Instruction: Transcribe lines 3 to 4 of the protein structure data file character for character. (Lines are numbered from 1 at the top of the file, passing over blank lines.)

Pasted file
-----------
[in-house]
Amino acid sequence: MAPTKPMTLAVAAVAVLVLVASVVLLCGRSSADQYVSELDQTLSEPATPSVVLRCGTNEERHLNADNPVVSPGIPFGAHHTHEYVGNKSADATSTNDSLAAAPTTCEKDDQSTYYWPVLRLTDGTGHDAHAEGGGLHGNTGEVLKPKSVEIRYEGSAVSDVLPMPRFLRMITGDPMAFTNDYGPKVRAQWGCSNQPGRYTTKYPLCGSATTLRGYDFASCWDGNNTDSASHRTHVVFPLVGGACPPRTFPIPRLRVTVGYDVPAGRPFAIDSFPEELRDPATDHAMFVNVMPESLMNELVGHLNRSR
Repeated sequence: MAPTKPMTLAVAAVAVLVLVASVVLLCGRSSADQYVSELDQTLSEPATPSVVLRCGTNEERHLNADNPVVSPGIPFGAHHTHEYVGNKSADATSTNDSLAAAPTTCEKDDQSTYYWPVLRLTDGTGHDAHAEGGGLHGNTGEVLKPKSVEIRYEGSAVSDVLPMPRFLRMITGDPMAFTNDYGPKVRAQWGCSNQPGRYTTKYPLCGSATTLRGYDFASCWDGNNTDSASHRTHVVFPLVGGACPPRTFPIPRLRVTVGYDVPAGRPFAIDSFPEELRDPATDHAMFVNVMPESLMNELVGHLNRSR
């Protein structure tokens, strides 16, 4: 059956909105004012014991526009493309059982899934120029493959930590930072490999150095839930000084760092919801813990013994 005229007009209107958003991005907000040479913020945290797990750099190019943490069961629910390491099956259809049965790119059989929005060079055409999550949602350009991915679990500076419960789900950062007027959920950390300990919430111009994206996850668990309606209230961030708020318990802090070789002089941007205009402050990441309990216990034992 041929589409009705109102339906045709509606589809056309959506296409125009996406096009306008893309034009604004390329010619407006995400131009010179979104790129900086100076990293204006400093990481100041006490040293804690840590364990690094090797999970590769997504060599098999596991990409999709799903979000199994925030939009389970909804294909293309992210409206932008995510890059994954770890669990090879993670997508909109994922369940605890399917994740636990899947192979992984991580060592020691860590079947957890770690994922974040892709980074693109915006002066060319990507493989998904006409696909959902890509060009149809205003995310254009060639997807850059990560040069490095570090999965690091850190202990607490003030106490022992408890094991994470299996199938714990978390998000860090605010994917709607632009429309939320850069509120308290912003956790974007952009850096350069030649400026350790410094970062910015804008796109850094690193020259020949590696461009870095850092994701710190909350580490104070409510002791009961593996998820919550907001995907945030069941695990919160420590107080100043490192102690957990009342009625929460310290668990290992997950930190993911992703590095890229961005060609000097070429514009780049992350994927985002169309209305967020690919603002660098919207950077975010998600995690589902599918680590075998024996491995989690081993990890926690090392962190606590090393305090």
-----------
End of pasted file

Repeated sequence: MAPTKPMTLAVAAVAVLVLVASVVLLCGRSSADQYVSELDQTLSEPATPSVVLRCGTNEERHLNADNPVVSPGIPFGAHHTHEYVGNKSADATSTNDSLAAAPTTCEKDDQSTYYWPVLRLTDGTGHDAHAEGGGLHGNTGEVLKPKSVEIRYEGSAVSDVLPMPRFLRMITGDPMAFTNDYGPKVRAQWGCSNQPGRYTTKYPLCGSATTLRGYDFASCWDGNNTDSASHRTHVVFPLVGGACPPRTFPIPRLRVTVGYDVPAGRPFAIDSFPEELRDPATDHAMFVNVMPESLMNELVGHLNRSR
């Protein structure tokens, strides 16, 4: 059956909105004012014991526009493309059982899934120029493959930590930072490999150095839930000084760092919801813990013994 005229007009209107958003991005907000040479913020945290797990750099190019943490069961629910390491099956259809049965790119059989929005060079055409999550949602350009991915679990500076419960789900950062007027959920950390300990919430111009994206996850668990309606209230961030708020318990802090070789002089941007205009402050990441309990216990034992 041929589409009705109102339906045709509606589809056309959506296409125009996406096009306008893309034009604004390329010619407006995400131009010179979104790129900086100076990293204006400093990481100041006490040293804690840590364990690094090797999970590769997504060599098999596991990409999709799903979000199994925030939009389970909804294909293309992210409206932008995510890059994954770890669990090879993670997508909109994922369940605890399917994740636990899947192979992984991580060592020691860590079947957890770690994922974040892709980074693109915006002066060319990507493989998904006409696909959902890509060009149809205003995310254009060639997807850059990560040069490095570090999965690091850190202990607490003030106490022992408890094991994470299996199938714990978390998000860090605010994917709607632009429309939320850069509120308290912003956790974007952009850096350069030649400026350790410094970062910015804008796109850094690193020259020949590696461009870095850092994701710190909350580490104070409510002791009961593996998820919550907001995907945030069941695990919160420590107080100043490192102690957990009342009625929460310290668990290992997950930190993911992703590095890229961005060609000097070429514009780049992350994927985002169309209305967020690919603002660098919207950077975010998600995690589902599918680590075998024996491995989690081993990890926690090392962190606590090393305090």